The number of jobs in the global energy sector rose in 2022 as growing investment in clean energy technologies drove demand for new workers in every region of the world, according to a new IEA report.
The second edition of the World Energy Employment Report, which is published annually, measures energy sector employment by region, fuel, technology, and value chain.
The report found global energy employment rose to 67 million people in 2022, an increase of 3.5 million from pre-pandemic levels. Over half of employment growth over this period was in five sectors: solar PV, wind, electric vehicles (EVs) and batteries, heat pumps, and critical minerals mining.
Of the five sectors, solar PV was found to be the largest employer, accounting for 4 million jobs, while EVs and batteries were the fastest growing employers, adding over 1 million jobs since 2019. Jobs in fossil fuel industries have also seen an increase year-on-year but the employment levels are still below pre-pandemic levels.
According to the report, clean energy employment represents over half of total energy sector jobs after overtaking fossil fuels in 2021.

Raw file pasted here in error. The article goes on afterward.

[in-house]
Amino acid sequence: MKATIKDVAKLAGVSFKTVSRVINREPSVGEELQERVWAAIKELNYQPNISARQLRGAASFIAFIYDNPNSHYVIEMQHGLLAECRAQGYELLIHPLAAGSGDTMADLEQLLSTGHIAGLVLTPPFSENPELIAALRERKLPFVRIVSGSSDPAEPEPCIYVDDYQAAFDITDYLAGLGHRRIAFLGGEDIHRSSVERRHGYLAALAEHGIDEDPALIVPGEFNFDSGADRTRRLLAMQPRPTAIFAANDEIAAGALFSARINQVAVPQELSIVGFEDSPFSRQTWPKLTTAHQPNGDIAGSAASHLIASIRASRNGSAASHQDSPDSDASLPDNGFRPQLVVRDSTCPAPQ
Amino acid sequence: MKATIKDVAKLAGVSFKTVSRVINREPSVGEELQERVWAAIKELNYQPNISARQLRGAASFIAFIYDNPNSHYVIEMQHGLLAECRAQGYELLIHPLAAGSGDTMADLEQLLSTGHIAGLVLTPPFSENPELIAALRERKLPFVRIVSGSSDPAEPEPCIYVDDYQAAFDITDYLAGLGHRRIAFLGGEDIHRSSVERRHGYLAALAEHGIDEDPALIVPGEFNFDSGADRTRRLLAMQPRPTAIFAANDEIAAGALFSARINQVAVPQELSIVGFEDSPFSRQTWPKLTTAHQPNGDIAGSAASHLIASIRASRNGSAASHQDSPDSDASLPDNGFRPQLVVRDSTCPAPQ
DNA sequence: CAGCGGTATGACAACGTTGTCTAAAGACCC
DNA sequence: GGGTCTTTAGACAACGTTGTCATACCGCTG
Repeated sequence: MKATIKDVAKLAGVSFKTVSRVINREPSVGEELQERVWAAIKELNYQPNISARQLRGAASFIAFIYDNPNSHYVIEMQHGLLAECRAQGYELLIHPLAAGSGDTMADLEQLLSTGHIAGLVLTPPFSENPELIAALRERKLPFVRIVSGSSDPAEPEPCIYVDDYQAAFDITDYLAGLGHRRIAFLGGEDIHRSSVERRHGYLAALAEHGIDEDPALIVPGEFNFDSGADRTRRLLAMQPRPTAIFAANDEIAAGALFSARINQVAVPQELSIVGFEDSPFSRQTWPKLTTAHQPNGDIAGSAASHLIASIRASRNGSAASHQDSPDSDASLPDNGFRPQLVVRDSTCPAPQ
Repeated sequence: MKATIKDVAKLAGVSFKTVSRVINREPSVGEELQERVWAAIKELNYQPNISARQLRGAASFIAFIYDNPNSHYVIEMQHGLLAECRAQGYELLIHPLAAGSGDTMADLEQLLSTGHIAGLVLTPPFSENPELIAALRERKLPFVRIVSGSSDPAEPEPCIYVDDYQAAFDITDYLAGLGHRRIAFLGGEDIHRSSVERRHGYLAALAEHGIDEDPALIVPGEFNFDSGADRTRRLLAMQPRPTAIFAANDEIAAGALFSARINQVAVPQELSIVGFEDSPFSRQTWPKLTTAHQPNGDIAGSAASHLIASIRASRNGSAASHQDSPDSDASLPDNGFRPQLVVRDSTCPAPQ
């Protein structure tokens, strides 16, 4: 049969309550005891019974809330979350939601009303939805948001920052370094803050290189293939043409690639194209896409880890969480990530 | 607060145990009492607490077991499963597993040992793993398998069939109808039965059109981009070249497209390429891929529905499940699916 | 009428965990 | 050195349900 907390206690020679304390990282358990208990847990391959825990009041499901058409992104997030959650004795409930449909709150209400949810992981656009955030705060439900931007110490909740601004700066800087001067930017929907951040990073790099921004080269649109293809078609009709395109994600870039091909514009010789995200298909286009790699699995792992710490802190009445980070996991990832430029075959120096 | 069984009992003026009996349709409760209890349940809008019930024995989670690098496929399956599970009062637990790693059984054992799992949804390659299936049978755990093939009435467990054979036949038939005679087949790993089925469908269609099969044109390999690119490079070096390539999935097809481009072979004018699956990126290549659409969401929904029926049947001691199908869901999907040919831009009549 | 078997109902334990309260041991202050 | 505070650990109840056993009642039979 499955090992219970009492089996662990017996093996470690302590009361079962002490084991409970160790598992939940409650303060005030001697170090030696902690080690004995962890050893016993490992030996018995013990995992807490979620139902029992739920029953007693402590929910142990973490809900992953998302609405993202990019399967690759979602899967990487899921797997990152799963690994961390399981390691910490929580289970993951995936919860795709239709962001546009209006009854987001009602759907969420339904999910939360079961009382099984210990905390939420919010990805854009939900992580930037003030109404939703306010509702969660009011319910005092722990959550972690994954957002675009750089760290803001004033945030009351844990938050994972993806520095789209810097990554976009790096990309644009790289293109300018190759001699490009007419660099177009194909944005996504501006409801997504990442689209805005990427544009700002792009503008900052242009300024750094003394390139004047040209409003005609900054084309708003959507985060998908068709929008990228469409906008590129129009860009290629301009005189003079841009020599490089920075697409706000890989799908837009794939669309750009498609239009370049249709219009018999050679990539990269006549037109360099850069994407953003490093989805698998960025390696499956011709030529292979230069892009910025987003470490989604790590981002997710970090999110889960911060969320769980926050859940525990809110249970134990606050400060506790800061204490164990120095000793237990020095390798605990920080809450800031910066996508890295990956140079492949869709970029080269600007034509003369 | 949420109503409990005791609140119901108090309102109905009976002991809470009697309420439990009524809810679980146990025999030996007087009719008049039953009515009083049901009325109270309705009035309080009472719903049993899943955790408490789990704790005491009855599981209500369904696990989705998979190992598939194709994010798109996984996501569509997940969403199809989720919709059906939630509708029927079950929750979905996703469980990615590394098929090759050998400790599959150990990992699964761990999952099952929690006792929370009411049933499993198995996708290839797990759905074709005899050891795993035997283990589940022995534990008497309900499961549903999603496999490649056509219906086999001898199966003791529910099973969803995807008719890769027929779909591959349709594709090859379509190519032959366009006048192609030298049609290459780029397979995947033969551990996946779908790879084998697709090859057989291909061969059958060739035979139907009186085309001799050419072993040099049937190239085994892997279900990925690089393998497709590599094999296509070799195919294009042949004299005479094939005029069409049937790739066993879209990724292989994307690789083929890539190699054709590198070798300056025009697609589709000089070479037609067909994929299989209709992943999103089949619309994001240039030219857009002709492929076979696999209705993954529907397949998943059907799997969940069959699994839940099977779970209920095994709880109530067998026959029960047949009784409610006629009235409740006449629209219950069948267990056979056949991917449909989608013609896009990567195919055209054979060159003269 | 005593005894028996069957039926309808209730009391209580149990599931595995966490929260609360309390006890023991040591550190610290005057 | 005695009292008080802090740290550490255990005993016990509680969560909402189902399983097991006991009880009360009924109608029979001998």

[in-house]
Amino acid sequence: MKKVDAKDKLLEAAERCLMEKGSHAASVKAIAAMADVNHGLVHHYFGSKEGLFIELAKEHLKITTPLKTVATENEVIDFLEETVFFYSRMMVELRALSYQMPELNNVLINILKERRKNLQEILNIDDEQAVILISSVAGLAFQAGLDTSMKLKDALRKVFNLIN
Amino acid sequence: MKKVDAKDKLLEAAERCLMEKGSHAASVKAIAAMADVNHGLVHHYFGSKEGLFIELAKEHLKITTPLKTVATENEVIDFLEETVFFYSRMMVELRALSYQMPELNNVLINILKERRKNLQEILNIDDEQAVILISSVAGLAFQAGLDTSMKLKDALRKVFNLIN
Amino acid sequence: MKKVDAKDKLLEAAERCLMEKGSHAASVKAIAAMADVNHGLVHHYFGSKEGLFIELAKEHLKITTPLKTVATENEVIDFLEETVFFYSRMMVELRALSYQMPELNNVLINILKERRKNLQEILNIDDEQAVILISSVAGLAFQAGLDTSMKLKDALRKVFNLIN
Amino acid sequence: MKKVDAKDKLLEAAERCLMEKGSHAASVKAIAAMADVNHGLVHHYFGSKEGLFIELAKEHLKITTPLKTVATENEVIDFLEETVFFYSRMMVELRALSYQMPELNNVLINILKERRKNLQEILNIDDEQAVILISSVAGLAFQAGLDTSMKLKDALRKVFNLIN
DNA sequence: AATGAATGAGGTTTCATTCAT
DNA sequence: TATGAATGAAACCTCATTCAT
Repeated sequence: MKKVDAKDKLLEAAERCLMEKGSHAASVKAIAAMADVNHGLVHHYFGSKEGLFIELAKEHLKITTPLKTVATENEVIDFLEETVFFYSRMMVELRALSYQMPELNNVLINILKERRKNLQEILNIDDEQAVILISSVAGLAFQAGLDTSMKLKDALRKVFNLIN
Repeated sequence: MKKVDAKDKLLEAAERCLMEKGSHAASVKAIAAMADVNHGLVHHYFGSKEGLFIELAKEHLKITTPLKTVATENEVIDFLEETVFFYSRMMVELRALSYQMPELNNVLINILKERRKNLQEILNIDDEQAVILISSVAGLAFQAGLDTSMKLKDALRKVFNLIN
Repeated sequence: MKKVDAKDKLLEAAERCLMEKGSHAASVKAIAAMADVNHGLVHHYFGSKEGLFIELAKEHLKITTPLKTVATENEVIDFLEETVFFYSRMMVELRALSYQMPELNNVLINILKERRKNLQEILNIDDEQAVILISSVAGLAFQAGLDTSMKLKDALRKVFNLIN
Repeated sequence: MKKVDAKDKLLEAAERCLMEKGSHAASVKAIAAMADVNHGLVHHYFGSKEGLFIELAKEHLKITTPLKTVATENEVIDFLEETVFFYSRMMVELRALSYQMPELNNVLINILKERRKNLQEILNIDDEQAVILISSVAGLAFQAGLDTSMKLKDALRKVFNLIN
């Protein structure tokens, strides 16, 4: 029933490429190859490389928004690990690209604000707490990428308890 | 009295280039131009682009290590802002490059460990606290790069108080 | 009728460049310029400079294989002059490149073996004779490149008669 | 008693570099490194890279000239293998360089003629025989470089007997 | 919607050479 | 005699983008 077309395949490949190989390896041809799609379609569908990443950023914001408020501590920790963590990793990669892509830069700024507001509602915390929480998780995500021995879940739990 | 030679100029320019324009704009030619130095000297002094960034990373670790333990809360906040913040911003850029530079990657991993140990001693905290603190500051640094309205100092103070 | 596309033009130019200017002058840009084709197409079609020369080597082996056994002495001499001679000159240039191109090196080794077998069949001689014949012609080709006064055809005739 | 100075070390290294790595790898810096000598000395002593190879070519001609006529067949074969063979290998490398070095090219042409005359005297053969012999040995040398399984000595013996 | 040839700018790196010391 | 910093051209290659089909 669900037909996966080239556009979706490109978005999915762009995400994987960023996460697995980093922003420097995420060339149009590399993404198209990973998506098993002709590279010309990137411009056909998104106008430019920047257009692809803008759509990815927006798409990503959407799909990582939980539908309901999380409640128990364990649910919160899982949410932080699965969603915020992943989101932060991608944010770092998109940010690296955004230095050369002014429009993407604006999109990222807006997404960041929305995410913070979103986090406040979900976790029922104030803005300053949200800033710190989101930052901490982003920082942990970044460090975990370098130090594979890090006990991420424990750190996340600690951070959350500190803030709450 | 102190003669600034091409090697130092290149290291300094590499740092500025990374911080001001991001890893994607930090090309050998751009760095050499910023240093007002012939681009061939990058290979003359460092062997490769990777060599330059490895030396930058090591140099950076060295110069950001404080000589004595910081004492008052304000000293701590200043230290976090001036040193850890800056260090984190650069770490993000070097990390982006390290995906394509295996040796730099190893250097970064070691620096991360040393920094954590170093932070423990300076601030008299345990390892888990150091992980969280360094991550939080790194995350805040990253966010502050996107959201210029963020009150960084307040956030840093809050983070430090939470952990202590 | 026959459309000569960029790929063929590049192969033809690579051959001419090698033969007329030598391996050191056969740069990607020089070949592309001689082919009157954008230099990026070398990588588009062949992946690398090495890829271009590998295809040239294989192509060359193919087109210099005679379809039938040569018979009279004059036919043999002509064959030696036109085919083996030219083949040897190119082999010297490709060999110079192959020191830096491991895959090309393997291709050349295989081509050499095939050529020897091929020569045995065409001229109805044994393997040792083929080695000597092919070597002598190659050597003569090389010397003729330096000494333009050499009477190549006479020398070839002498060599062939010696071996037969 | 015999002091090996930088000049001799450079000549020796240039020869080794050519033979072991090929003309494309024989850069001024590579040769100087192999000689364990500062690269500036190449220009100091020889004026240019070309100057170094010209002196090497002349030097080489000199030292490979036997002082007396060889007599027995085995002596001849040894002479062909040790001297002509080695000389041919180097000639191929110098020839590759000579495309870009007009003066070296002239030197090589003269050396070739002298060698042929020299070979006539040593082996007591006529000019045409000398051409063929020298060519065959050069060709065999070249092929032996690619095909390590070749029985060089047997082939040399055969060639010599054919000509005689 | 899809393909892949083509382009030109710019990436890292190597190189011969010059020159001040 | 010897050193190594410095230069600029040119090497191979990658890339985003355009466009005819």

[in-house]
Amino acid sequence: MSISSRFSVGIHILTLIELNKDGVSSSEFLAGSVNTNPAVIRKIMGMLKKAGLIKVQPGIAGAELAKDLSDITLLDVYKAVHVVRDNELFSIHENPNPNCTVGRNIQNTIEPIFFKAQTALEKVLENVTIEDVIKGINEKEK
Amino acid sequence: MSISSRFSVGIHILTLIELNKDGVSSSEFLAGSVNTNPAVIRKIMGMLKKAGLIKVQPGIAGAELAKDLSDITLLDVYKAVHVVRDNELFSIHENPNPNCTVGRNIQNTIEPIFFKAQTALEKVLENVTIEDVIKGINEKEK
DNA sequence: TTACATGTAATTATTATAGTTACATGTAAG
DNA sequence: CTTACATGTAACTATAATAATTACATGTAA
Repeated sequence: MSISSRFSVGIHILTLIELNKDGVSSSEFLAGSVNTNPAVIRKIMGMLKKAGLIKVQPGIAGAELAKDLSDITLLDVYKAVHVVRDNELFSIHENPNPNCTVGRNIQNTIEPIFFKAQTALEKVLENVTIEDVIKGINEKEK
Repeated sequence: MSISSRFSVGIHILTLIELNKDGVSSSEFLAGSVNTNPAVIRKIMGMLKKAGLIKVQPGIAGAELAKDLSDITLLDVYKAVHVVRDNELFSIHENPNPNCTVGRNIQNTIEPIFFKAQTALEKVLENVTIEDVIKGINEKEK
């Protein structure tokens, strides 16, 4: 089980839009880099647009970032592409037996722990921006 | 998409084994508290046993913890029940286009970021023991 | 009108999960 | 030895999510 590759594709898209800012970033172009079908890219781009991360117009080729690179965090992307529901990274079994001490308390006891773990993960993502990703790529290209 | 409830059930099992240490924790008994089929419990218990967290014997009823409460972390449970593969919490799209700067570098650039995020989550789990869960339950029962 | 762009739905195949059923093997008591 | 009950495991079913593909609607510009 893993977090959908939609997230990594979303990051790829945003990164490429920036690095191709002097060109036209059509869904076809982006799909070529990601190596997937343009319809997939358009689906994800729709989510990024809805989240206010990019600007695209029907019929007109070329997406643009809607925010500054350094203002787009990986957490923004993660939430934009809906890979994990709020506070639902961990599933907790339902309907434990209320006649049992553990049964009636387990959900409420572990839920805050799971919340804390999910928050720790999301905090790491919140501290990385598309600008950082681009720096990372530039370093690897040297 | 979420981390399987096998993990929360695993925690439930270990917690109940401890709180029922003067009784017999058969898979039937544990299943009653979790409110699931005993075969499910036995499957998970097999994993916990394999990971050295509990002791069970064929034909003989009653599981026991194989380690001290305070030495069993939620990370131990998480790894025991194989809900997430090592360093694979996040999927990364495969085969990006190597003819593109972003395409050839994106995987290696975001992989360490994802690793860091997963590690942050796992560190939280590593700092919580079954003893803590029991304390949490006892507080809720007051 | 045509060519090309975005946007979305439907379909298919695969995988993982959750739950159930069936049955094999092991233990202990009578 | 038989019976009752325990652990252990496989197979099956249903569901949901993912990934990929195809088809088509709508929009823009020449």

IEA found the increase in clean energy jobs occurred in every region of the world, however, China accounted for the largest share of jobs added globally despite already having the largest energy workforce.
The unprecedented acceleration that we have seen in clean energy transitions is creating millions of new job opportunities all over the world.
The expansion of clean energy industries is also generating upstream jobs in critical mineral mining, which added 180,000 jobs in the last three years, according to the report.
A proprietary survey carried out by the IEA with 160 energy firms globally found a growing number of energy industries are citing skilled labour shortages as a key barrier to ramping up activity. The report found the number of workers pursuing degrees or certifications relevant to energy sector jobs is not keeping pace with increased demand.
In the updated Net Zero Emissions by 2050 Scenario – which provides a global energy sector pathway to limiting global warming to 1.5 °C – 30 million new clean energy jobs will be created by 2030, the IEA says, while close to 13 million jobs in fossil fuel-related industries are at risk. The IEA says this means that around two clean energy jobs would be created for every fossil fuel-related job lost.
IEA Executive Director Fatih Birol commented: “The unprecedented acceleration that we have seen in clean energy transitions is creating millions of new job opportunities all over the world – but these are not being filled quickly enough.
“Governments, industry and educational institutions need to put in place programmes to deliver the expertise needed in the energy sector to keep pace with growing demand, particularly to manufacture and build the clean energy projects necessary to meet our energy and climate goals.”